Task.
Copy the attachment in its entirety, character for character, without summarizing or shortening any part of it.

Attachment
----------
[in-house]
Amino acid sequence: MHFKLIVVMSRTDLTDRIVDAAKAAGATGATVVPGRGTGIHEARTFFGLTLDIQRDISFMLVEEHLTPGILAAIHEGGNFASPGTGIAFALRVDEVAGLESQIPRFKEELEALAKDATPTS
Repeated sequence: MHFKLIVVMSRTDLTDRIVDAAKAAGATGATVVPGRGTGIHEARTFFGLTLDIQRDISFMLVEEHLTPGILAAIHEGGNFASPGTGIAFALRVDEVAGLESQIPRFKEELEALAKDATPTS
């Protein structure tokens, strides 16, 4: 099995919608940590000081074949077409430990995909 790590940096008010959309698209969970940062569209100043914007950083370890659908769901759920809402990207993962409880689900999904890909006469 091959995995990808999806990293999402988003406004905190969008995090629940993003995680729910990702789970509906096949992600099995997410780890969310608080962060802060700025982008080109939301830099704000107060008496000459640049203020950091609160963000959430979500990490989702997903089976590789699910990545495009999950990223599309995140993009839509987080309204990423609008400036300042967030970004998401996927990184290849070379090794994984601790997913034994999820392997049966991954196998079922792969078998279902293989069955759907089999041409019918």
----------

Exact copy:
[in-house]
Amino acid sequence: MHFKLIVVMSRTDLTDRIVDAAKAAGATGATVVPGRGTGIHEARTFFGLTLDIQRDISFMLVEEHLTPGILAAIHEGGNFASPGTGIAFALRVDEVAGLESQIPRFKEELEALAKDATPTS
Repeated sequence: MHFKLIVVMSRTDLTDRIVDAAKAAGATGATVVPGRGTGIHEARTFFGLTLDIQRDISFMLVEEHLTPGILAAIHEGGNFASPGTGIAFALRVDEVAGLESQIPRFKEELEALAKDATPTS
């Protein structure tokens, strides 16, 4: 099995919608940590000081074949077409430990995909 790590940096008010959309698209969970940062569209100043914007950083370890659908769901759920809402990207993962409880689900999904890909006469 091959995995990808999806990293999402988003406004905190969008995090629940993003995680729910990702789970509906096949992600099995997410780890969310608080962060802060700025982008080109939301830099704000107060008496000459640049203020950091609160963000959430979500990490989702997903089976590789699910990545495009999950990223599309995140993009839509987080309204990423609008400036300042967030970004998401996927990184290849070379090794994984601790997913034994999820392997049966991954196998079922792969078998279902293989069955759907089999041409019918």